Beijing (formerly known as Peking in the Wade-Giles system of Chinese transliteration) means "Northern Capital" and lies in northern China at the northern end of the North China Plain at about 100 feet (30 meters) above sea level. Not located along a river, Beijing is 87 miles (140 km) from the port city of Tianjin. Beijing has served as China's capital city almost exclusively since the 1600s.
The metropolitan boundary of Beijing was established in 1959 and places Beijing's status at the same the level of a province in China. It is approximately 100 miles (160 km) wide from east to west and 110 miles (180 km) wide from north to south with a total area of 6,900 square miles (17,900 km2).
The metropolitan population is estimated at anywhere from 8.5 million to 19 million people. Although modern airports serve Beijing, railroads, buses, and bicycles continue to serve the city as primary methods of transportation. The road system of the central city is inadequate for automobiles although a dozen major highways radiate from the city. The streets and former walls of the central city are oriented along the four major compass points. The 15th century walls of the city were destroyed during the Cultural Revolution of the late 1960s in China.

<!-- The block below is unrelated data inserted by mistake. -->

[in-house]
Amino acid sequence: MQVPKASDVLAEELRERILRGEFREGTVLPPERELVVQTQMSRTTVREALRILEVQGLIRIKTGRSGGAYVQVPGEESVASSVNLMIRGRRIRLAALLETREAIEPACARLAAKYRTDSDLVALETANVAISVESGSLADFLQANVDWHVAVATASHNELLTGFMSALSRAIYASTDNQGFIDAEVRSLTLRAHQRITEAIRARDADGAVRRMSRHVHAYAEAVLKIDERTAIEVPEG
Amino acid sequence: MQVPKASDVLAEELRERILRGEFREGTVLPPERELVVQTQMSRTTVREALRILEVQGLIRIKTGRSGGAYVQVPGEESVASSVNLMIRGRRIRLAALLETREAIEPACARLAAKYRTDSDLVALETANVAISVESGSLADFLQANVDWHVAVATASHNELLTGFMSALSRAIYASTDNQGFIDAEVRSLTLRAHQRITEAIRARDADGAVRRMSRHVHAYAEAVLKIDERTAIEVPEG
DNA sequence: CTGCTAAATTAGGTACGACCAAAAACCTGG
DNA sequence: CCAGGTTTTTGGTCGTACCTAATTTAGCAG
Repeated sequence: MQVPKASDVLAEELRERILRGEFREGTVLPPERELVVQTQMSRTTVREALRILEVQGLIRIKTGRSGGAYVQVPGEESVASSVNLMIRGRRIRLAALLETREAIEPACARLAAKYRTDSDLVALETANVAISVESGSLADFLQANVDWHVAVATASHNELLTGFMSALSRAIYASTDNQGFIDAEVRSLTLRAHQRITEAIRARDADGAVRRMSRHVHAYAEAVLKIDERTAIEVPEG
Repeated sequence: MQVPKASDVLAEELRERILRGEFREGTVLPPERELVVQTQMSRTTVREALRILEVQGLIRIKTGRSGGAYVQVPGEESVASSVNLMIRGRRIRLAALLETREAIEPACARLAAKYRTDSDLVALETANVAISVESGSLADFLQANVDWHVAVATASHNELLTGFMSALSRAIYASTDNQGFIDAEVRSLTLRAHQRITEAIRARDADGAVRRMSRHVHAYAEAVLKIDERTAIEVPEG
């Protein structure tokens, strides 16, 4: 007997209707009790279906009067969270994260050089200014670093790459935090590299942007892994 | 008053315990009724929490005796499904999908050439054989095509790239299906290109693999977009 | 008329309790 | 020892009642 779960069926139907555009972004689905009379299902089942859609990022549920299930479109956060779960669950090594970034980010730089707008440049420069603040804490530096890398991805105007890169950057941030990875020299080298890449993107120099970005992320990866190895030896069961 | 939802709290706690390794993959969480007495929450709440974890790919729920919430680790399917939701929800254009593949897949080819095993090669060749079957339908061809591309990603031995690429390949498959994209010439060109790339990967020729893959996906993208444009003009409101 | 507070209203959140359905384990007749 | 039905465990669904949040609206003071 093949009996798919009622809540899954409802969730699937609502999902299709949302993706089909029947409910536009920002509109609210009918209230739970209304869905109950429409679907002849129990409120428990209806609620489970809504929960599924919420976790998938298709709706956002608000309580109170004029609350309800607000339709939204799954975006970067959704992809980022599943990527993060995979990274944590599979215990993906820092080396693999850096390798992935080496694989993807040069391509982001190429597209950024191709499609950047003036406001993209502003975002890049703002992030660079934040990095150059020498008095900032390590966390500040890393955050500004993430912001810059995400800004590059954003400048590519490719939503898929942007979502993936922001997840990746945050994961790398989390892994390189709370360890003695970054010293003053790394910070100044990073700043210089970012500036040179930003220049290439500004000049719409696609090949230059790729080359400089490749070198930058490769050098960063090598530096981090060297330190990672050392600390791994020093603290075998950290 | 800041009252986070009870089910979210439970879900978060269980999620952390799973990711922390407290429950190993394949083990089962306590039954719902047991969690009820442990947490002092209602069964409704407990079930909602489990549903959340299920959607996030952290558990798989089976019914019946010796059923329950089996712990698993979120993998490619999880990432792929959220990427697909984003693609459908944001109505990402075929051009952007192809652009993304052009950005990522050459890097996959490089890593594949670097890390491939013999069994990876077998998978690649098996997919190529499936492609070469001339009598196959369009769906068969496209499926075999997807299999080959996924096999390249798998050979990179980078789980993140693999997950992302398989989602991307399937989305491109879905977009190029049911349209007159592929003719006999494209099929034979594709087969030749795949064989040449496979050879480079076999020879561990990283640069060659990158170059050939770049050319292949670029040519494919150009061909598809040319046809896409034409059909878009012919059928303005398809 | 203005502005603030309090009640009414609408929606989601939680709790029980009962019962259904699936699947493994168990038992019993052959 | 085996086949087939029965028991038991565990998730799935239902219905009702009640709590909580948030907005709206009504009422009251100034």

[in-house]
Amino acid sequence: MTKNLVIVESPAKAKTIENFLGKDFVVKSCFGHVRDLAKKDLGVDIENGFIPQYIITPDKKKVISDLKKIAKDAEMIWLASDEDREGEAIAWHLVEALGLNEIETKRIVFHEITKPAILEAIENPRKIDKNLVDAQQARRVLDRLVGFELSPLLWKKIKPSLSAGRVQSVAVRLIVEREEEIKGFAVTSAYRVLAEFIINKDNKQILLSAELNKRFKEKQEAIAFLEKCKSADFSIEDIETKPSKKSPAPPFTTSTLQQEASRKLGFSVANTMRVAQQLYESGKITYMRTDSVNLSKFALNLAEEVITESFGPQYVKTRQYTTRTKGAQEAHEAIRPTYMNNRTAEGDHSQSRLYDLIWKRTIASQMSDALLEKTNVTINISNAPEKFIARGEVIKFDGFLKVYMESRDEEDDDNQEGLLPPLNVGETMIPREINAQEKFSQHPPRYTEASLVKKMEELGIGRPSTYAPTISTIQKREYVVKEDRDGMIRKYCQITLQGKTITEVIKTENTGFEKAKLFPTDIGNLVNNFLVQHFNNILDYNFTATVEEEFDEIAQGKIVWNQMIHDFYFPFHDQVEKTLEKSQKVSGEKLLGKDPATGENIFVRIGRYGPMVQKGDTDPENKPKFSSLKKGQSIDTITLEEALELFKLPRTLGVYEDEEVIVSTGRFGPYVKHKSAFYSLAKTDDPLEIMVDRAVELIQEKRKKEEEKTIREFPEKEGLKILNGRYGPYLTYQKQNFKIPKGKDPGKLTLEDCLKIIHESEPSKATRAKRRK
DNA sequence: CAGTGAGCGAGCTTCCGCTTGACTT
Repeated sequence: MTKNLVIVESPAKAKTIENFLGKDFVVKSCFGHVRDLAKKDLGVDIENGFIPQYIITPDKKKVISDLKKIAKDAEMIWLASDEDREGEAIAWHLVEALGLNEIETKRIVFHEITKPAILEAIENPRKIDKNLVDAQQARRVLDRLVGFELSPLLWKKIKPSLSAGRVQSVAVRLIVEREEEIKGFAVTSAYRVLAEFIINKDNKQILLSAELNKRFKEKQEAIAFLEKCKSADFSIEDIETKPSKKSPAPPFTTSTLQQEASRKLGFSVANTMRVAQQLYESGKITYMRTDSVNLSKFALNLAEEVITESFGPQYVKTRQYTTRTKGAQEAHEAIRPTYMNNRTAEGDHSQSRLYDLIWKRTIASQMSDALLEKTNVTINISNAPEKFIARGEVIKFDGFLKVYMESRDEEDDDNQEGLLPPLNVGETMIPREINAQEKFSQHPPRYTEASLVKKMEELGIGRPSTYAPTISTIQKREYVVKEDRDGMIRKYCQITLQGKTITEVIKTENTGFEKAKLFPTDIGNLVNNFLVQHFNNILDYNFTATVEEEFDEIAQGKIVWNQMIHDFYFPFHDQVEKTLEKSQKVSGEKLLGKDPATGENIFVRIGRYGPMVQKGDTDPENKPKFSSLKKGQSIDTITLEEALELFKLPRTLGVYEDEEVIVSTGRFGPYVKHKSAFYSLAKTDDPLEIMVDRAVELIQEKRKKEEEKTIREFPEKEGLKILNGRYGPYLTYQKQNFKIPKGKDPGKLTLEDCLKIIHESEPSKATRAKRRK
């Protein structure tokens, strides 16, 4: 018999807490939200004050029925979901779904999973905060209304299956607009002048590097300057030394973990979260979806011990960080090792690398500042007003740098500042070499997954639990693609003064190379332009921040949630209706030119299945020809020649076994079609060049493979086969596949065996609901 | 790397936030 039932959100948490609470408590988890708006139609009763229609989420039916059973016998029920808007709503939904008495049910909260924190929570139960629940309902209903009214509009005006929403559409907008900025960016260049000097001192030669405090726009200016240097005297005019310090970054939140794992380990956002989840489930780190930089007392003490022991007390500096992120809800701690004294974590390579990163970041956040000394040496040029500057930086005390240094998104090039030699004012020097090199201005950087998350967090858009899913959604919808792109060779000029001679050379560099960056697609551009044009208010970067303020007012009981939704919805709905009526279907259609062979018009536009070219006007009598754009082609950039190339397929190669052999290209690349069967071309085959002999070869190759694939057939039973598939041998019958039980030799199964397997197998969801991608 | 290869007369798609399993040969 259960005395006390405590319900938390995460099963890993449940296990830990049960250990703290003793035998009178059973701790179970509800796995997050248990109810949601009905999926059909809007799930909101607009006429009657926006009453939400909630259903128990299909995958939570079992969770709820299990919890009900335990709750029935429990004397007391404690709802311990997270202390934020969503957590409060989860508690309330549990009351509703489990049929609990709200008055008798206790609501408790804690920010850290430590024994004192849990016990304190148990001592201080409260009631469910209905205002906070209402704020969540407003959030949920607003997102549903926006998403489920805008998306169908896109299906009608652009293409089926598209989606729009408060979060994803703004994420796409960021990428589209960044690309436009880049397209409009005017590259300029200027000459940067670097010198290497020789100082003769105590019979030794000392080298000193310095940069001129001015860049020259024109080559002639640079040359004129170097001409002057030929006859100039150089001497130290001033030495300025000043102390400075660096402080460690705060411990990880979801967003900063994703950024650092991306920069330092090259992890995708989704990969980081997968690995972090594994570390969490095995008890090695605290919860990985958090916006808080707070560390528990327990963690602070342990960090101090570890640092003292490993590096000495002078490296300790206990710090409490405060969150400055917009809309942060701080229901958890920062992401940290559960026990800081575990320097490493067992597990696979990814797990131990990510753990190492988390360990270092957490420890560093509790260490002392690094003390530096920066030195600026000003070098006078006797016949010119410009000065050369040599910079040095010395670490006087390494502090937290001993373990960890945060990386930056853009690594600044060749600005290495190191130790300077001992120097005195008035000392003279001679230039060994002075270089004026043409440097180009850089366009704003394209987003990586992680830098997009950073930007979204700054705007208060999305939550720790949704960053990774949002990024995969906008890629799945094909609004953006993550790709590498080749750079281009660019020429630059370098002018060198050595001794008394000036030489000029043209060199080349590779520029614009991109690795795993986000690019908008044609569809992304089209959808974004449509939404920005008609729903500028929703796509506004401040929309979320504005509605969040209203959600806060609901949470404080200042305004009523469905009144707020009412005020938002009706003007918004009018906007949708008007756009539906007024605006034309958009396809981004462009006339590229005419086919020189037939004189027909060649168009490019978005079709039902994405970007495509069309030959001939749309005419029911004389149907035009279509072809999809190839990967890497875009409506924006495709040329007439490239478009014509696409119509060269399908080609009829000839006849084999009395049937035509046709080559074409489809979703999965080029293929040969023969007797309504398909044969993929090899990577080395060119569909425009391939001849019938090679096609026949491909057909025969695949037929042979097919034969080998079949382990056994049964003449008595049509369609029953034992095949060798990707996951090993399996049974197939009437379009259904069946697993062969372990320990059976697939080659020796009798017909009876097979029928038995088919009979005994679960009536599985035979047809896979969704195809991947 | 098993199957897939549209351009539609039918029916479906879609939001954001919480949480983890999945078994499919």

The metropolitan area can be divided into three primary zones - 1) the central zone that includes the city center, 2) the near suburb that surrounds the old walled city and includes schools, factories, and housing, and 3) the far suburb consisting of agricultural land providing fruits and dairy products to the city along with natural resources such as coal and lumber.
The central city of Beijing is divided into two sections, the northern inner city and the southern outer city. The northern inner city is also known as the Tartar City. It includes the Imperial City, home of imperial palaces and buildings. Within the Imperial City lies the renowned Forbidden City and the 100 acre Tiananmen Square, site of hundreds of deaths due to a massacre in June 1989. Also located in the Imperial City is the Palace Museum, China's foremost collection of art treasures. This tourist center along with the fact that Beijing is a mere 50 miles (80 km) from the Great Wall of China (photo), make it a prime global tourist destination.
The months of September and October are climatically the best times to visit Beijing. Beijing experiences about 132 freezing days and 80 rain days each year. The city receives approximately 25 inches of precipitation annually; the rainy season is June through August. Beijing has an annual mean (average) temperature of 53°F (12°C); the January mean is 24°F (-4°C) and the July mean is 79°F (26°C).